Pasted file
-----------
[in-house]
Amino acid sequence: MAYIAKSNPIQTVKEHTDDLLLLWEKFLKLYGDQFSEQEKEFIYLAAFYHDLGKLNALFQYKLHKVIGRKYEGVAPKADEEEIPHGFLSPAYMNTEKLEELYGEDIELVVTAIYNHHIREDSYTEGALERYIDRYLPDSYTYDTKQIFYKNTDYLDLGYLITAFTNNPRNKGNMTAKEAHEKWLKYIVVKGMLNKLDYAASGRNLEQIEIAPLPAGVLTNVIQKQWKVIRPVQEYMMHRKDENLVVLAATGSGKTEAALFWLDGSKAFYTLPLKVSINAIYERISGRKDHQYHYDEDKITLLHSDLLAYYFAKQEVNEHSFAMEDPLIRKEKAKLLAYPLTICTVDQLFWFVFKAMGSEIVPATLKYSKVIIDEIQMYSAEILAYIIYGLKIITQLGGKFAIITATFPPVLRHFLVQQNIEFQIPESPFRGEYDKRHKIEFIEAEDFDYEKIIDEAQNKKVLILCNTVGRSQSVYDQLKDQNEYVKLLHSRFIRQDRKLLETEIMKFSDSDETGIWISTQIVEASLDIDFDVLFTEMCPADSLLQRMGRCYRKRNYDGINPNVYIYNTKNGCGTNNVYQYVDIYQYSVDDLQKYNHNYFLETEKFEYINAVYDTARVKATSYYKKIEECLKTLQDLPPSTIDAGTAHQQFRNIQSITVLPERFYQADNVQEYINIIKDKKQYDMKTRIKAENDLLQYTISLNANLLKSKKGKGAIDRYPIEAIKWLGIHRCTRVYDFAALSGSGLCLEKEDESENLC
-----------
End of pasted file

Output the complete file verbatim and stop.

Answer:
[in-house]
Amino acid sequence: MAYIAKSNPIQTVKEHTDDLLLLWEKFLKLYGDQFSEQEKEFIYLAAFYHDLGKLNALFQYKLHKVIGRKYEGVAPKADEEEIPHGFLSPAYMNTEKLEELYGEDIELVVTAIYNHHIREDSYTEGALERYIDRYLPDSYTYDTKQIFYKNTDYLDLGYLITAFTNNPRNKGNMTAKEAHEKWLKYIVVKGMLNKLDYAASGRNLEQIEIAPLPAGVLTNVIQKQWKVIRPVQEYMMHRKDENLVVLAATGSGKTEAALFWLDGSKAFYTLPLKVSINAIYERISGRKDHQYHYDEDKITLLHSDLLAYYFAKQEVNEHSFAMEDPLIRKEKAKLLAYPLTICTVDQLFWFVFKAMGSEIVPATLKYSKVIIDEIQMYSAEILAYIIYGLKIITQLGGKFAIITATFPPVLRHFLVQQNIEFQIPESPFRGEYDKRHKIEFIEAEDFDYEKIIDEAQNKKVLILCNTVGRSQSVYDQLKDQNEYVKLLHSRFIRQDRKLLETEIMKFSDSDETGIWISTQIVEASLDIDFDVLFTEMCPADSLLQRMGRCYRKRNYDGINPNVYIYNTKNGCGTNNVYQYVDIYQYSVDDLQKYNHNYFLETEKFEYINAVYDTARVKATSYYKKIEECLKTLQDLPPSTIDAGTAHQQFRNIQSITVLPERFYQADNVQEYINIIKDKKQYDMKTRIKAENDLLQYTISLNANLLKSKKGKGAIDRYPIEAIKWLGIHRCTRVYDFAALSGSGLCLEKEDESENLC